Monday, July 21, 2014

Give Yourself the Gift of Difference

It's understandable why we thought the world was flat.
Trouble is brewing in the science world. Don’t worry, experts still agree the Earth is round. However, a growing list of neuroscientists in Europe are poo-pooing the ambitious undertaking known as the Human Brain Project (HBP). HBP is bankrolled by the European Union and the goal is to recreate the functioning of the human brain using supercomputers.

What does this work have to do with average Joes like us who go to work every day and live regular lives? More than you think, but we’ll get to that in a moment.

According to news reports, more than 150 European scientists penned an open letter to the European Commission (the executive body of the European Union). They are threatening to boycott the HBP project.

The letter bears a series of suggestions for project improvement. They come in the form of seven bullet points. At the top of the list is concern about who is involved (or rather, who isn’t):

“The panel should be composed of highly regarded members of the scientific community whose views reflect the diversity of approaches within neuroscience.”

One bad apple? Or a fruitful start toward greater diversity?
The key word in that initial bullet point is “diversity.” That’s important for a lot of reasons, beyond what’s happening with HBP.

An all too familiar misstep that saps the strength and hamstrings the growth of any community – not just the science realm – is to marginalize the value of diversity in planning. What’s equally bad is to deny diversity in participation. Yet that’s what happens time and again when it comes to leveraging a diversity of professional relationships on the job. It can be similarly so when it comes to tapping into diverse human resources long after we’ve punched out for the day.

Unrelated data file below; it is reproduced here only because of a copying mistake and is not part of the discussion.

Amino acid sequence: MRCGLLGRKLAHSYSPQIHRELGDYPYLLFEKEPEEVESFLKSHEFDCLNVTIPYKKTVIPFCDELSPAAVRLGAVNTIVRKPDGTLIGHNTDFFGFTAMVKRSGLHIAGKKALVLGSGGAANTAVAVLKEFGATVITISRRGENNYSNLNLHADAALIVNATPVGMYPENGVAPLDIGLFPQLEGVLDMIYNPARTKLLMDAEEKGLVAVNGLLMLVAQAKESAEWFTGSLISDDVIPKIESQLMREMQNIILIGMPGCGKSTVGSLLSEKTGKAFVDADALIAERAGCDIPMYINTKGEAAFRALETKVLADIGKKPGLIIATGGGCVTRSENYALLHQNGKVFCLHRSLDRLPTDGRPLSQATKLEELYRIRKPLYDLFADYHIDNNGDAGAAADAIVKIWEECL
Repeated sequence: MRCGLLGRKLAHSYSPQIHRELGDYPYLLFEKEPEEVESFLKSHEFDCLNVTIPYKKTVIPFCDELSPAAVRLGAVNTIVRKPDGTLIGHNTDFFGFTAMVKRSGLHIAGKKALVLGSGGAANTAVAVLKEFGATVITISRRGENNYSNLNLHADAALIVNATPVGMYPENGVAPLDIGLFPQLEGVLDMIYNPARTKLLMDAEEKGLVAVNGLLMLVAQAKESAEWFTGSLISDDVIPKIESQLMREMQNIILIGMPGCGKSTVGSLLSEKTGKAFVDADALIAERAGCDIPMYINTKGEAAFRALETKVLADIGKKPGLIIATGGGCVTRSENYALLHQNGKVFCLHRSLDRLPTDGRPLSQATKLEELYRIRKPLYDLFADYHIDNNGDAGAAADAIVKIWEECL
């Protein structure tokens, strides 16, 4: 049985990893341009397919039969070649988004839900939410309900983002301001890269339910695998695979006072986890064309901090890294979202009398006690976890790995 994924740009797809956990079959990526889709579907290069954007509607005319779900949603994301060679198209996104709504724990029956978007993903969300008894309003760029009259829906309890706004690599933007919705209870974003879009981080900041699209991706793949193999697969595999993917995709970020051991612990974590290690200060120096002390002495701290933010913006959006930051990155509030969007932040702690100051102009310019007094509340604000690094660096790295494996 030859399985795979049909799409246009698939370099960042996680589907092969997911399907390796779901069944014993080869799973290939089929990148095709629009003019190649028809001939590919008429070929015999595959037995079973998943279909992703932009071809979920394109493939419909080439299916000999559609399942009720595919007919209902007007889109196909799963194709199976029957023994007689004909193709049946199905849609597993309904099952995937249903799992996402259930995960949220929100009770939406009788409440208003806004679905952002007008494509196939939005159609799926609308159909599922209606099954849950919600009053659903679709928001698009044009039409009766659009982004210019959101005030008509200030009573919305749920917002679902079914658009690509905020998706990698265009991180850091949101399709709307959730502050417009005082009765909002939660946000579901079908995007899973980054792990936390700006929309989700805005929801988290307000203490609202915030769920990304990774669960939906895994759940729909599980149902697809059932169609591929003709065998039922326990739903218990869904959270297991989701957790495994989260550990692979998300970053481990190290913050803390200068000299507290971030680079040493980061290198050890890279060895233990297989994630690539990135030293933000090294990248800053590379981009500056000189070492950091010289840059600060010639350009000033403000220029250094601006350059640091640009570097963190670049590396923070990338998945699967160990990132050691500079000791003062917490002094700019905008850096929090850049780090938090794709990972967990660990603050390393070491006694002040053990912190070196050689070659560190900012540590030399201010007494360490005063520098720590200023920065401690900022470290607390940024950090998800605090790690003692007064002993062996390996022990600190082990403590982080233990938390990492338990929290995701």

The sad truth is that too many of us fail to realize the incredible assets available to us by not maintaining diversity in our personal tool chests. Yes, I’m guilty of it.
             Similarity and difference; it’s the nature of the universe. From falling snowflakes to interplanetary star systems, no two are alike. Yet among each group they share close comparison. The same is true when it comes to human beings.

Don’t think an unsighted person can teach anything to a sighted person? One way might be how to use your other four senses to take richer stock of an environment – even in broad daylight.

What can a poor person teach someone who’s rich? Maybe uncanny resourcefulness to survive, despite not having the privilege of an advanced education, a sufficient bank account or friends in high places.

What's wrong with this person? Absolutely nothing!
What can a gay couple teach a straight one about family systems? Perhaps a number of nontraditional ways coupling can effectively operate and be equally happy – and in many cases more so.

What can a person of color teach someone white? For one, how it feels to be enmeshed in a systematically repressive society (many claim doesn’t even exist) yet still function with grace and compassion with the oppressor.

Each of these examples feature non-dominant or marginalized groups doing the teaching and that was intentional. But the reverse is equally true; learning happens both ways. One “merely” has to reach out and dare to create new relationships. Start with those with whom you highly regard, but make the interaction personal and your motives transparent.
Diversity is about so much more than color
Initial attempts will be uncomfortable. This is normal. Just study history. It was equally the case when the first scientists produced undeniable evidence the Earth wasn’t flat. Then as now, the discomfort will pass. What will be left? New perspectives holding limitless possibilities.

So do yourself a favor: give yourself the gift of difference in your relationships. You’ll be better for it, in more ways than one.

Follow J.R. on Twitter @4humansbeing or contact him at

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